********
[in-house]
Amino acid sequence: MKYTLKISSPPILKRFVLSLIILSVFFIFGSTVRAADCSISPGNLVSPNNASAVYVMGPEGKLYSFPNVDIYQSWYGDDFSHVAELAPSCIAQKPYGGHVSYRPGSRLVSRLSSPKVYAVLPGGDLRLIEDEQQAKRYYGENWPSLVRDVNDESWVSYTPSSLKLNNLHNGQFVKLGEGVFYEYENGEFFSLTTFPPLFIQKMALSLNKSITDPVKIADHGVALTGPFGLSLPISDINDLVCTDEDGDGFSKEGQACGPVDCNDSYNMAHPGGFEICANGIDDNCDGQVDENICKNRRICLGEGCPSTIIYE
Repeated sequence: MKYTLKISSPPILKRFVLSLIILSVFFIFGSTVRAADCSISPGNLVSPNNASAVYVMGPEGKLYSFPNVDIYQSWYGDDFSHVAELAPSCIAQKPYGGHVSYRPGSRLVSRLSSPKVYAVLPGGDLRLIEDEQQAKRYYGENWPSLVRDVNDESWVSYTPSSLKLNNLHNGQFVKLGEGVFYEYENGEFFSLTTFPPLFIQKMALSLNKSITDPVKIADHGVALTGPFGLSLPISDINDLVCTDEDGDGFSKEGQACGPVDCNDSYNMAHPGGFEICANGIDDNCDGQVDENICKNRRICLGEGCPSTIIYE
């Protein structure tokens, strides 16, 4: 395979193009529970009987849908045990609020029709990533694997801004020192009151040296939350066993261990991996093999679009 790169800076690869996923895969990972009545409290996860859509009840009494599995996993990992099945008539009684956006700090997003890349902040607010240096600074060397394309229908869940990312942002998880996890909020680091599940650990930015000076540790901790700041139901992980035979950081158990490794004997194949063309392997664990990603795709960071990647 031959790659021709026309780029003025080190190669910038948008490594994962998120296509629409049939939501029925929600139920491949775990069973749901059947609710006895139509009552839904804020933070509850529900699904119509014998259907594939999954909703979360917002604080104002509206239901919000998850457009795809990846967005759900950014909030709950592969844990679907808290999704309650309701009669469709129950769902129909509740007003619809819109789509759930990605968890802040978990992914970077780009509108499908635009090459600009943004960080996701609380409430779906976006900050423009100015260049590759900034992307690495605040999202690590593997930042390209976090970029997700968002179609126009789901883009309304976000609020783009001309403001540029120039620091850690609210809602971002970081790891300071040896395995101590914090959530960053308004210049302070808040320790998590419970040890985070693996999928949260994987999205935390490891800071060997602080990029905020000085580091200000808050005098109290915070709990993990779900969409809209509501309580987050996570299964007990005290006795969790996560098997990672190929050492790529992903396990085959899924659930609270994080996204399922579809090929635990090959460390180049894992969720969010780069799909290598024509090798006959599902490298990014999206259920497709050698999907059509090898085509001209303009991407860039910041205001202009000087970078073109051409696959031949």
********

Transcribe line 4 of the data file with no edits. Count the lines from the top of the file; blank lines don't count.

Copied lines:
């Protein structure tokens, strides 16, 4: 395979193009529970009987849908045990609020029709990533694997801004020192009151040296939350066993261990991996093999679009 790169800076690869996923895969990972009545409290996860859509009840009494599995996993990992099945008539009684956006700090997003890349902040607010240096600074060397394309229908869940990312942002998880996890909020680091599940650990930015000076540790901790700041139901992980035979950081158990490794004997194949063309392997664990990603795709960071990647 031959790659021709026309780029003025080190190669910038948008490594994962998120296509629409049939939501029925929600139920491949775990069973749901059947609710006895139509009552839904804020933070509850529900699904119509014998259907594939999954909703979360917002604080104002509206239901919000998850457009795809990846967005759900950014909030709950592969844990679907808290999704309650309701009669469709129950769902129909509740007003619809819109789509759930990605968890802040978990992914970077780009509108499908635009090459600009943004960080996701609380409430779906976006900050423009100015260049590759900034992307690495605040999202690590593997930042390209976090970029997700968002179609126009789901883009309304976000609020783009001309403001540029120039620091850690609210809602971002970081790891300071040896395995101590914090959530960053308004210049302070808040320790998590419970040890985070693996999928949260994987999205935390490891800071060997602080990029905020000085580091200000808050005098109290915070709990993990779900969409809209509501309580987050996570299964007990005290006795969790996560098997990672190929050492790529992903396990085959899924659930609270994080996204399922579809090929635990090959460390180049894992969720969010780069799909290598024509090798006959599902490298990014999206259920497709050698999907059509090898085509001209303009991407860039910041205001202009000087970078073109051409696959031949």